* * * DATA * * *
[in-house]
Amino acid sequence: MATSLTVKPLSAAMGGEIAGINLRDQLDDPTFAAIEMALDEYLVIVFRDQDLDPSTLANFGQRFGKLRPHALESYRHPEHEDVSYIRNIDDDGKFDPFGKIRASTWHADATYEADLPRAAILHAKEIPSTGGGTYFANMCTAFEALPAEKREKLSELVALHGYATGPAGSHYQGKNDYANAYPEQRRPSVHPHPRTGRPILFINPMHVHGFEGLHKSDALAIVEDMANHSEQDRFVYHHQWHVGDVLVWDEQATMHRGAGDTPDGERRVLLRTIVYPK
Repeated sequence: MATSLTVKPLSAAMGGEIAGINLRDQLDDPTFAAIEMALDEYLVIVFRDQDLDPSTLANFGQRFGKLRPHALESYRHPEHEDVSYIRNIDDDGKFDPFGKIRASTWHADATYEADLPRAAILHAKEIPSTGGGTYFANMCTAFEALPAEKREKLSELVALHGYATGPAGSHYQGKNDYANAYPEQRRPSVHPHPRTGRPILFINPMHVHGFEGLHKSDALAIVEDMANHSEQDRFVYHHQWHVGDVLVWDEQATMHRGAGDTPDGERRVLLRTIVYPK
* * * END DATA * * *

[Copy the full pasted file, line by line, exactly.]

[in-house]
Amino acid sequence: MATSLTVKPLSAAMGGEIAGINLRDQLDDPTFAAIEMALDEYLVIVFRDQDLDPSTLANFGQRFGKLRPHALESYRHPEHEDVSYIRNIDDDGKFDPFGKIRASTWHADATYEADLPRAAILHAKEIPSTGGGTYFANMCTAFEALPAEKREKLSELVALHGYATGPAGSHYQGKNDYANAYPEQRRPSVHPHPRTGRPILFINPMHVHGFEGLHKSDALAIVEDMANHSEQDRFVYHHQWHVGDVLVWDEQATMHRGAGDTPDGERRVLLRTIVYPK
Repeated sequence: MATSLTVKPLSAAMGGEIAGINLRDQLDDPTFAAIEMALDEYLVIVFRDQDLDPSTLANFGQRFGKLRPHALESYRHPEHEDVSYIRNIDDDGKFDPFGKIRASTWHADATYEADLPRAAILHAKEIPSTGGGTYFANMCTAFEALPAEKREKLSELVALHGYATGPAGSHYQGKNDYANAYPEQRRPSVHPHPRTGRPILFINPMHVHGFEGLHKSDALAIVEDMANHSEQDRFVYHHQWHVGDVLVWDEQATMHRGAGDTPDGERRVLLRTIVYPK